What Is Behavioral Targeting? Plus Benefits and How It Works
Updated February 3, 2023
When selling products or services to consumers online, click-through rates and conversions are important for successful marketing. It's beneficial to use tools to connect with consumers who are searching for your particular type of product or service. Learning about these tools and how they work may help you change your approach to digital advertising and increase your success rate.
In this article, we define what behavioral advertising is, discuss its potential benefits, explain how it works and compare it to other types of advertising.
What is behavioral targeting?
Behavioral targeting is an advertising technique that companies use to target customers based on their behaviors online, such as the purchases they make, the websites they visit and the terms that they search. For example, if an internet user looks at a pair of athletic shoes on an ecommerce site, the company can then display ads to them on other websites, increasing the likelihood that they will eventually make a purchase.
Benefits of behavioral targeting
There are some key benefits of targeting consumers based on their behavior. The primary benefits are:
Higher user engagement: Behavioral targeting allows companies to target consumers based on their habits. Consumers are often more likely to engage with these advertisements because the ads are relevant to their browsing behavior and interests.
Higher click-through rates: These ads align with the consumer's browsing and purchasing behaviors. As a result, they are more likely to click on the ads they're shown.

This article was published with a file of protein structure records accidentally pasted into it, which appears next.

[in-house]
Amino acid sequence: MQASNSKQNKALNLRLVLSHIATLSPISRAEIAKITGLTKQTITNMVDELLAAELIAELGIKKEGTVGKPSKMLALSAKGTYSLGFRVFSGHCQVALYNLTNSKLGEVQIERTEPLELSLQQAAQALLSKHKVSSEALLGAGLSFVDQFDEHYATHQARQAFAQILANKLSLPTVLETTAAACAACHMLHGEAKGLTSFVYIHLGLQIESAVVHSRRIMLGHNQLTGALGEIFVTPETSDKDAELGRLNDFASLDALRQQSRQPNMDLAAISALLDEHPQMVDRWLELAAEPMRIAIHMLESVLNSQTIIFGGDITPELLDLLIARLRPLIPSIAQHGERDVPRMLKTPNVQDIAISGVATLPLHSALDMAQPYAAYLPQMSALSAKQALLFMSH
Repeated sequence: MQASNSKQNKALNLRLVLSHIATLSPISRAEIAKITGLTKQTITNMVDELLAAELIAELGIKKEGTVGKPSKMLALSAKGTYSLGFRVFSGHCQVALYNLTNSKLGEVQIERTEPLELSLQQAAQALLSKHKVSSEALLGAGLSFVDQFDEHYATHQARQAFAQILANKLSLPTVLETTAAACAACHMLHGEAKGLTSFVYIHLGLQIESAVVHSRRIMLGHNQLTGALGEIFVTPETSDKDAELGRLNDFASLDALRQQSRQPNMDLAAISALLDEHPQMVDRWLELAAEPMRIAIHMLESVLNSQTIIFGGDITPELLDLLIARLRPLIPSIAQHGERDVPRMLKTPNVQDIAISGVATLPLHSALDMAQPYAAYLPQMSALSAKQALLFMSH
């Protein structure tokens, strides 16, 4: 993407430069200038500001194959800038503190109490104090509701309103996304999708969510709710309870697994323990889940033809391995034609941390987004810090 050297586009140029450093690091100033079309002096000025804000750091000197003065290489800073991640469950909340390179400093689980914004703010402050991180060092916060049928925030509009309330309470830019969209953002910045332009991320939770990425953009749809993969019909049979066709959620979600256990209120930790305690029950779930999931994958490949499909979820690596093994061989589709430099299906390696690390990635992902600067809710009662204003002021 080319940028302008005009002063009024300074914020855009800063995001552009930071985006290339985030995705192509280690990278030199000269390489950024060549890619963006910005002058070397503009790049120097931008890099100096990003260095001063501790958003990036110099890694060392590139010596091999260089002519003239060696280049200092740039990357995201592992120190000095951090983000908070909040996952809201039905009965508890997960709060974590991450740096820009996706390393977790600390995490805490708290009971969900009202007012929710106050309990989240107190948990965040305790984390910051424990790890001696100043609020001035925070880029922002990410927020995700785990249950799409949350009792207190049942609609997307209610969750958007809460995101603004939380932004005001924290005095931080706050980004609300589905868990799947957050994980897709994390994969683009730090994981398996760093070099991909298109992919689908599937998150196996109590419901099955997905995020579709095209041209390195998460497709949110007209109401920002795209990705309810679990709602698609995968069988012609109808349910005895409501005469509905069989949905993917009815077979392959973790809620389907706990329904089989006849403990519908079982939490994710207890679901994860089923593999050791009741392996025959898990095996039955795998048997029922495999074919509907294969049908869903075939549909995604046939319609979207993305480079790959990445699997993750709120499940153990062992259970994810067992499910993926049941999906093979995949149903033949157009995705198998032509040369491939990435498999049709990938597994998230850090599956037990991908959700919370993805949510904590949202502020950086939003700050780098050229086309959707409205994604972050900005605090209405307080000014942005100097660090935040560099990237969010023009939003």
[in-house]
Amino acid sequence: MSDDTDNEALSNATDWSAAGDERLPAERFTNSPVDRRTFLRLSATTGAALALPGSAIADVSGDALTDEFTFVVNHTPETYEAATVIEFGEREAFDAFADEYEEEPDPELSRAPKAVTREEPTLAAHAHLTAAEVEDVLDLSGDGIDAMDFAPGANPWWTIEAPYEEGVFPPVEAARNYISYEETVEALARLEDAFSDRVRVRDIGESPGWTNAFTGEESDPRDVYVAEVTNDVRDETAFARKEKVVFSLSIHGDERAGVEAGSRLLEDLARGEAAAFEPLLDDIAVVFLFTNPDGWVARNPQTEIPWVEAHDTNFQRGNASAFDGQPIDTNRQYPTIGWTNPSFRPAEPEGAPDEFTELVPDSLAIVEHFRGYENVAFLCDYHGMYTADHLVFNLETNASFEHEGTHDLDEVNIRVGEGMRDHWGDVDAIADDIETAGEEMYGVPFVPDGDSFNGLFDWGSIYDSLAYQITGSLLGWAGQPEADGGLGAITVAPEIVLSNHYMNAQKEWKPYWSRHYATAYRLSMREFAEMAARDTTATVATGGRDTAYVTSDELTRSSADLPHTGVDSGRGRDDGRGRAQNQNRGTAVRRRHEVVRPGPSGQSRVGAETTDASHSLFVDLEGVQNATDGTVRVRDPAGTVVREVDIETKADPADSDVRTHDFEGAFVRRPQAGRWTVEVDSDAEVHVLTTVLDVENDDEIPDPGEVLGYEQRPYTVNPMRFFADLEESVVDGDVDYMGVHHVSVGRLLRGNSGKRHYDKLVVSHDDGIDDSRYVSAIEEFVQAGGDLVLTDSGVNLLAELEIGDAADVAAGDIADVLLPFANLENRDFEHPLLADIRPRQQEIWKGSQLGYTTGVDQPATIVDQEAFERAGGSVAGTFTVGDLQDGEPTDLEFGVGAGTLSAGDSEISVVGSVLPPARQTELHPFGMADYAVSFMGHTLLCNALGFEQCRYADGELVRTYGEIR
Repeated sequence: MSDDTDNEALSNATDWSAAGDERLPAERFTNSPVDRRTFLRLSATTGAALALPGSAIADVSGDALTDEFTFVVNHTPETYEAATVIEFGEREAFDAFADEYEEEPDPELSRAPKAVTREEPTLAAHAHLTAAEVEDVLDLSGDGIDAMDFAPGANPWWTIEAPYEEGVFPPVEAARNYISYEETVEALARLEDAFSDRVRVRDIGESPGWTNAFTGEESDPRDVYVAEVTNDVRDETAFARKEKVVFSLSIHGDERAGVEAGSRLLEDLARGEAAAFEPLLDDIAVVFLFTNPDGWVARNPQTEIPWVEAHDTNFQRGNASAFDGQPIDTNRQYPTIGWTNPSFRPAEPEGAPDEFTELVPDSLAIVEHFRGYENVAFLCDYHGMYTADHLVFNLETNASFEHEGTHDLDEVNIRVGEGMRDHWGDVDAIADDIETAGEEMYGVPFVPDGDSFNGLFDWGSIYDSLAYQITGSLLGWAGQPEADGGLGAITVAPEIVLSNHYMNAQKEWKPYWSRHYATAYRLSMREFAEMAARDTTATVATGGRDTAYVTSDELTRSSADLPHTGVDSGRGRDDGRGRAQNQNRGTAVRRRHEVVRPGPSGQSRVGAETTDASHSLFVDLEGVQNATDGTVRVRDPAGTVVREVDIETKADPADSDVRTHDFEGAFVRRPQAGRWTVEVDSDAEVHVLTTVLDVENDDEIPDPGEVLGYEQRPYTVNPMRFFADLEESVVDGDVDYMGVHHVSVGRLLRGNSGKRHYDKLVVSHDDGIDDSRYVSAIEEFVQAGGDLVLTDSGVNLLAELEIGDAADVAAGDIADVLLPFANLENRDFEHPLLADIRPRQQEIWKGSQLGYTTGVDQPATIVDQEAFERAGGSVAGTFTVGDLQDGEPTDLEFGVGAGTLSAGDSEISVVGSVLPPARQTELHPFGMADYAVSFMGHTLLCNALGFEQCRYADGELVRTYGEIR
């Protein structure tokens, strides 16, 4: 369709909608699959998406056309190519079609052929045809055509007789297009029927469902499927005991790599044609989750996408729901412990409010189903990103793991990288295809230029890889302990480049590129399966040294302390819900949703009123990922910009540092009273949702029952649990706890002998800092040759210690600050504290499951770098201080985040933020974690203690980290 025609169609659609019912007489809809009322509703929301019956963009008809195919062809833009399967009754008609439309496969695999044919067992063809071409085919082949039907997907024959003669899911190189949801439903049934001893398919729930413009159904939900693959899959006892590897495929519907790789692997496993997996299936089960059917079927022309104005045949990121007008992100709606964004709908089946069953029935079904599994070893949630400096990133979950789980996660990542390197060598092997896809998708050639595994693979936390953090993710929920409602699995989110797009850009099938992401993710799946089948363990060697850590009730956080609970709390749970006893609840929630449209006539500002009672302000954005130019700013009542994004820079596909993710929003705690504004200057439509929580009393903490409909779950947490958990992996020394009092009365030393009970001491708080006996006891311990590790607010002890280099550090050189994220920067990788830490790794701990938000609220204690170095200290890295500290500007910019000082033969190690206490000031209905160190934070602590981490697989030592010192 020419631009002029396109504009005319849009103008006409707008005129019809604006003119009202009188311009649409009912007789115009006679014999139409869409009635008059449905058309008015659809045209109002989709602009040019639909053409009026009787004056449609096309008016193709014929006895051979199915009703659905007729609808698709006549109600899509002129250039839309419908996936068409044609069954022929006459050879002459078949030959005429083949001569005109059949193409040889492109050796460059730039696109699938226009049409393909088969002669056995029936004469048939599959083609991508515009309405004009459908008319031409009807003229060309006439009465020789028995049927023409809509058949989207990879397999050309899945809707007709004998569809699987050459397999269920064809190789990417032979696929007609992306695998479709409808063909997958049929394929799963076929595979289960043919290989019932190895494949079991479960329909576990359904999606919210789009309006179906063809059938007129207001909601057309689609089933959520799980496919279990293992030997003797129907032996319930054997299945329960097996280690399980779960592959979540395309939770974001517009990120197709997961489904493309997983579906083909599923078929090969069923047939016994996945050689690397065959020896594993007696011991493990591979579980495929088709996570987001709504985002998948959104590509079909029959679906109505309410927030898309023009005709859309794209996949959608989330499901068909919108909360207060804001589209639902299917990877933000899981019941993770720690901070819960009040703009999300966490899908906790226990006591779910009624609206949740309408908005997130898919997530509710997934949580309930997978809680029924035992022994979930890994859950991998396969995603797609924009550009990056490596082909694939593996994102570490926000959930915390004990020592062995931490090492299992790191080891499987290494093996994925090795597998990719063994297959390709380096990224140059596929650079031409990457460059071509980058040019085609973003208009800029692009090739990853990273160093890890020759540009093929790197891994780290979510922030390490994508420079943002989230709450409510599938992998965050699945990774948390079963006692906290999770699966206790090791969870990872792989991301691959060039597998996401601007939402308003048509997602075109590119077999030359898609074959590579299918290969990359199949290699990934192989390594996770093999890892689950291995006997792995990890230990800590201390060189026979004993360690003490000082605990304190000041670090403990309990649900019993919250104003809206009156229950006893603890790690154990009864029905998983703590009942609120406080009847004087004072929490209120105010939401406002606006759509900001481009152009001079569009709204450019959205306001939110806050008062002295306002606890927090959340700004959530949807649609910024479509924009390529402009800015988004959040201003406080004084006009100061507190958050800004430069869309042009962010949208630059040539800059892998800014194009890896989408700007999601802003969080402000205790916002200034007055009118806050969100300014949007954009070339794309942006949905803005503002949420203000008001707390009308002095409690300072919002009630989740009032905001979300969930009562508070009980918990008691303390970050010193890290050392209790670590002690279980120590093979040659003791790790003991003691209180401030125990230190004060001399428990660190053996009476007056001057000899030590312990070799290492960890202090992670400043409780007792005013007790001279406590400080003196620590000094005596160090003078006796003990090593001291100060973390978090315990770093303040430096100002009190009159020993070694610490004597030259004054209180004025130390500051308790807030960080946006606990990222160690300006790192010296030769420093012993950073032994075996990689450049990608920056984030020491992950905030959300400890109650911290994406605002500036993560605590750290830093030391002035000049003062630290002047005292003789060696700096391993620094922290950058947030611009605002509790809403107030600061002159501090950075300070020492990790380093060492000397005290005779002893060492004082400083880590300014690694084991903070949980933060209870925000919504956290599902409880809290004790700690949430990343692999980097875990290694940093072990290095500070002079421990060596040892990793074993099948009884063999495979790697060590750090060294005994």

Better conversion rates: Ads that reach a behavioral target market generally appeal to the consumers who view them. This increases the likelihood that the user will either request more information about the product or service or make a purchase.
Enhanced ad experience: When users see more personalized ads, they generally find the browsing experience more enjoyable. This creates a better browsing experience and leads to higher rates of user satisfaction.
Higher sales: Companies that use behavioral targeting generally see higher sales. They can easily alert customers to relevant products and keep them informed about brands they have previously shown interest in and also capture sales from users who looked at products but left the page before completing the checkout process.
How behavioral targeting works
Here's a look at the behavioral targeting process in three steps:
1. Gathering data
Behavioral targeting begins with gathering data from multiple sources. Data comes from customer relationship management (CRM) systems, websites, mobile apps and other marketing automation systems. To gather this information, companies use special types of third-party cookies or tracking pixels. Once the companies gather the information, they can then analyze and segment it.
The type of data companies collect include:
Frequently visited pages: Companies can monitor whether a user visits a page once, repeatedly or on a regular basis.
Website viewing times: By monitoring the amount of time that someone spends on a website, companies can learn more about their interest level in particular products or services.